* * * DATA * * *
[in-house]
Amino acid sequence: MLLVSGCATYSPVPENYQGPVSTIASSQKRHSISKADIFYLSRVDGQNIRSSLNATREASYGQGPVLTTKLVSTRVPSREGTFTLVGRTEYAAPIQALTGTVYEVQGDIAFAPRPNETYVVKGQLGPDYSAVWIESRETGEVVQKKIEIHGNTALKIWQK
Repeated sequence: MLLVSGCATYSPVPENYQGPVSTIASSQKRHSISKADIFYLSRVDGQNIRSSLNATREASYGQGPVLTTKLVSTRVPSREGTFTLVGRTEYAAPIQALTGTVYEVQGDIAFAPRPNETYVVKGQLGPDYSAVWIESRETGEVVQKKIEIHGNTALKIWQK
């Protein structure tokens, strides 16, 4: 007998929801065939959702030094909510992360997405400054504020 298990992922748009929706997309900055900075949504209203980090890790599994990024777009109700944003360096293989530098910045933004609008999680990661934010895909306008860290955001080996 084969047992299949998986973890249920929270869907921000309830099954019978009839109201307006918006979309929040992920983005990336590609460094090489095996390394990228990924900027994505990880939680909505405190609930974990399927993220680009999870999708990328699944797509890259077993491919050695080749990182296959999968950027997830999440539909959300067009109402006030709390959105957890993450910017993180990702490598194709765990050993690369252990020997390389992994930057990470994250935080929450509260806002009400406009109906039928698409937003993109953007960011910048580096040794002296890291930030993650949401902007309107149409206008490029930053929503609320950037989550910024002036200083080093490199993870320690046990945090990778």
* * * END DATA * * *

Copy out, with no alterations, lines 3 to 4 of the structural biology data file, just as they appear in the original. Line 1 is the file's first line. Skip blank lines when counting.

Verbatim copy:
Repeated sequence: MLLVSGCATYSPVPENYQGPVSTIASSQKRHSISKADIFYLSRVDGQNIRSSLNATREASYGQGPVLTTKLVSTRVPSREGTFTLVGRTEYAAPIQALTGTVYEVQGDIAFAPRPNETYVVKGQLGPDYSAVWIESRETGEVVQKKIEIHGNTALKIWQK
């Protein structure tokens, strides 16, 4: 007998929801065939959702030094909510992360997405400054504020 298990992922748009929706997309900055900075949504209203980090890790599994990024777009109700944003360096293989530098910045933004609008999680990661934010895909306008860290955001080996 084969047992299949998986973890249920929270869907921000309830099954019978009839109201307006918006979309929040992920983005990336590609460094090489095996390394990228990924900027994505990880939680909505405190609930974990399927993220680009999870999708990328699944797509890259077993491919050695080749990182296959999968950027997830999440539909959300067009109402006030709390959105957890993450910017993180990702490598194709765990050993690369252990020997390389992994930057990470994250935080929450509260806002009400406009109906039928698409937003993109953007960011910048580096040794002296890291930030993650949401902007309107149409206008490029930053929503609320950037989550910024002036200083080093490199993870320690046990945090990778």